The money Flow Index indicates the percentage of positive money flow compared to the total money flow. When the current typical price is higher than the previous one, it is considered positive money flow, and vice versa.
The MFI is an oscillator; we should read it like every other similar indicator. Readings above the 80 level represent an overbought zone and signal about possible downside reversal. The same goes for the level of 20 and lower. It’s the oversold zone with a higher chance of an upside swing.
The creators of the MFI initially recommended the 10 and 90 levels as indicators of oversold and overbought levels. Although the price rarely reaches these levels, seeking them is more reliable because the extreme overbought and oversold states (>90 and <10) indicate an even higher reversal chance.
In addition, you can mark the level of 50 on the MFI to define the pressure from buyers and sellers. Readings above 50 indicate buying pressure and vice versa.
Trading MFI Signals
As the Money Flow Index is quite similar to RSI, the indicator can be used similarly. The MFI can offer traders several signals, including overbought, oversold, and divergences. When the MFI goes above 80 (or 90 in some strategies), you can consider this a sell signal.
The same goes in the other direction. When the MFI slides below 20 (10 in some strategies), we consider this an entry into the oversold zone. Thus, you may start looking for buy trades.
Nevertheless, sometimes, looking for overbought and oversold zones cannot be enough for you. In this case, try using classic RSI divergences on the MFI. Look for the higher highs of the chart and lower highs on the MFI to find a bearish divergence. Then, you can add your trading strategy to find an entry point.
Bullish divergence is just the same. Look for lower lows on the chart and higher lows on the MFI to find it and seek an entry point for a buy trade. Notice that bearish divergence appears at the end of an uptrend, and bullish divergence can be found at the bottom (end of the downtrend).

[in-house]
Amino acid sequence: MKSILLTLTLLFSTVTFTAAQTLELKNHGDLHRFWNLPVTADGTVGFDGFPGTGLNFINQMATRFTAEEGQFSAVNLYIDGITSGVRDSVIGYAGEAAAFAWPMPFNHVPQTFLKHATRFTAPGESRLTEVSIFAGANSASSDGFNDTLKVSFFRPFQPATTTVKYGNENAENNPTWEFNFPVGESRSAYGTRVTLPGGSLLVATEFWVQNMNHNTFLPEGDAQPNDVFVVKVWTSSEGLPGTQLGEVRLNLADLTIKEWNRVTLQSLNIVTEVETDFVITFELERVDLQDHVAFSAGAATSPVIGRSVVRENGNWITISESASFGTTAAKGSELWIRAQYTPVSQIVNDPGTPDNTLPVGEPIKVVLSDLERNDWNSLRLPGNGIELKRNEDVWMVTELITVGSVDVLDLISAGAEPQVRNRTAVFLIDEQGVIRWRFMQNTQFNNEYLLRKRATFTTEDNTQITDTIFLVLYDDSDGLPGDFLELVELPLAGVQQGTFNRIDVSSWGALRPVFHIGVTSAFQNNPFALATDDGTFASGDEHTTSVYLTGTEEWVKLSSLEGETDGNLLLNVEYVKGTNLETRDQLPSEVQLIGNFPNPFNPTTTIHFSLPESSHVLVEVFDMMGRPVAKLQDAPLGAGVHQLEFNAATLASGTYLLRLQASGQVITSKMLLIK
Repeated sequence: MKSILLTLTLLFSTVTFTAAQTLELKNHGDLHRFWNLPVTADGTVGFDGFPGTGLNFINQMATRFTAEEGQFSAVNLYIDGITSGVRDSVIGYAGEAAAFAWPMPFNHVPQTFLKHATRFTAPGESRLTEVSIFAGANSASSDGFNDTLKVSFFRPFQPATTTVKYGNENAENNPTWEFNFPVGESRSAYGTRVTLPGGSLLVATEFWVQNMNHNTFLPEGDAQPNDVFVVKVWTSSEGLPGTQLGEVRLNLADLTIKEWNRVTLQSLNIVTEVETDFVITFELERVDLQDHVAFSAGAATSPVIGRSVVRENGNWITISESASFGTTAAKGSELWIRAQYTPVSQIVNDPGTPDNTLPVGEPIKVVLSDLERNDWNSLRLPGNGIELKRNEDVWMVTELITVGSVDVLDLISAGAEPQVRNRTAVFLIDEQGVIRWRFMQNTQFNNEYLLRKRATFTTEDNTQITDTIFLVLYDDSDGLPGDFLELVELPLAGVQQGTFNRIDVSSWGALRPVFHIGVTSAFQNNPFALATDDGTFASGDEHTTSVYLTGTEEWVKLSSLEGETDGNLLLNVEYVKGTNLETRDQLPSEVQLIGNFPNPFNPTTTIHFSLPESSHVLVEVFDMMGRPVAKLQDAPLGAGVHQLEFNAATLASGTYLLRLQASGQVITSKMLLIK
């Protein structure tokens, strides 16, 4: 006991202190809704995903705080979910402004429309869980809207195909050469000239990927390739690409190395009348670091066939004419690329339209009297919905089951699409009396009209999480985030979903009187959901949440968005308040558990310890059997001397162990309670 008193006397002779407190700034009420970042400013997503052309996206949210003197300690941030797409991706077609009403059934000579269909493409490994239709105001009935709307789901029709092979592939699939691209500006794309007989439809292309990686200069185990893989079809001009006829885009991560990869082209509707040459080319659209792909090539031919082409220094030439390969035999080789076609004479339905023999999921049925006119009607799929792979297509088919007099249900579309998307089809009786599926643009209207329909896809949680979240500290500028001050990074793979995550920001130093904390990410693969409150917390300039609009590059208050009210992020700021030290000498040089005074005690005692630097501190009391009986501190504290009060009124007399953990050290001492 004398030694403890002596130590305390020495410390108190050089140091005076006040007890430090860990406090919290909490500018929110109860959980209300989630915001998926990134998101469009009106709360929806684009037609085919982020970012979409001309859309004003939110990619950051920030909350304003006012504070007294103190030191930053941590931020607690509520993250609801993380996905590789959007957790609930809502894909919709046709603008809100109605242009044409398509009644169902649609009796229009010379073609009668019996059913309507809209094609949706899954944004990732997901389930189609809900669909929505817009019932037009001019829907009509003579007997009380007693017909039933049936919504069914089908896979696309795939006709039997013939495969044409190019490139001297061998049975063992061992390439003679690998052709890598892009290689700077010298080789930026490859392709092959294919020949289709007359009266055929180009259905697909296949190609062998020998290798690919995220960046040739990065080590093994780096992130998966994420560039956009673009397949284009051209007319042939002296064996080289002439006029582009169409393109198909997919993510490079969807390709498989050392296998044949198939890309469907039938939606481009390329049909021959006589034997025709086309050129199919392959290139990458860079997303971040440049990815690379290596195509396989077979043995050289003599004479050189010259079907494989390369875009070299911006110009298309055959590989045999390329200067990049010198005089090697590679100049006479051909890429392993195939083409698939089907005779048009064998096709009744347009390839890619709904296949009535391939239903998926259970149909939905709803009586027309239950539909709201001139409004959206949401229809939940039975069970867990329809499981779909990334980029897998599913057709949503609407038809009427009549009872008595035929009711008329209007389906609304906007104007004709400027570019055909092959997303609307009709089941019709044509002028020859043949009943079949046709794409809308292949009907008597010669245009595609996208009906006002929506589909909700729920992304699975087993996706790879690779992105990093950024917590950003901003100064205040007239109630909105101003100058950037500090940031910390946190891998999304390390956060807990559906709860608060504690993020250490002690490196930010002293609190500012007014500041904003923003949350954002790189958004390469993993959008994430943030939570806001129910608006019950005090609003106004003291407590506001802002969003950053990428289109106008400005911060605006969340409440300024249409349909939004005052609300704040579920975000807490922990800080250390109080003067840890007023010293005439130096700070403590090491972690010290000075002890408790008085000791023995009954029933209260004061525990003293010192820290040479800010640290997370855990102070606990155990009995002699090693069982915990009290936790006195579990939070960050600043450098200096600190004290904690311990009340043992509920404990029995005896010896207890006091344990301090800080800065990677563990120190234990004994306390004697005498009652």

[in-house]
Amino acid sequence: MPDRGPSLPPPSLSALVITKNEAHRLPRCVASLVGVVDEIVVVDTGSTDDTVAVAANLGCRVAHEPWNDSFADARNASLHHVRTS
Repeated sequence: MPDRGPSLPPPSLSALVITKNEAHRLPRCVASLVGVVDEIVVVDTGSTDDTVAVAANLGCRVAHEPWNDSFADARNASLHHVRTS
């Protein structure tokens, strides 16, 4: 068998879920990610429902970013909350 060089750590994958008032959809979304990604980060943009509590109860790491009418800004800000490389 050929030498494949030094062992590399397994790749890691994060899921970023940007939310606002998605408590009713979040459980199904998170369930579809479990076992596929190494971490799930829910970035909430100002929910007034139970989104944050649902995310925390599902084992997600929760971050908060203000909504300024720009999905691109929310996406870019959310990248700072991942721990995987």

Trading MFI Strategy
We think the divergence trading strategy is one of the best for the money flow index. Let’s look at the chart to find entry and exit points. As soon as we spot the divergence, consider selling the asset (in our case, it’s NVIDIA stock). We should sell the instrument only after the candle close. Lucky us, it was a bearish engulfing, and now we are even more sure in the bearish scenario.
Now we are in the position and should wait for the signal to close the trade. The simplest way is to wait for the MFI to slide below 20 and indicate the end of the selling activity. The stock went even lower later, but it’s unimportant because we still had a profitable and reliable trade. It would be best if we took the whole movement, but we should be happy with what we got.
Don’t hesitate to close part of your trade halfway to the Take Profit and move your Stop Loss to breakeven. This way, you make your trade risk-free and can afford to hold it longer, potentially opening a path to bigger returns.
Money Flow Index is a great way to enhance your trading, especially if you’re familiar with the RSI trading strategies. The MFI provides fewer signals than the RSI, but the tested MFI strategy works just great. As a partly volume indicator, we look very much forward to testing it on all possible assets. Here’re some tips for you to keep in mind:
- An index above 80 or below 20 is considered an overbought or oversold one. Seek reversals in these areas.
- Divergences should appear at the end of the trend to be reliable.
- Sometimes it’s better to use TradingView to get more accurate MFI signals.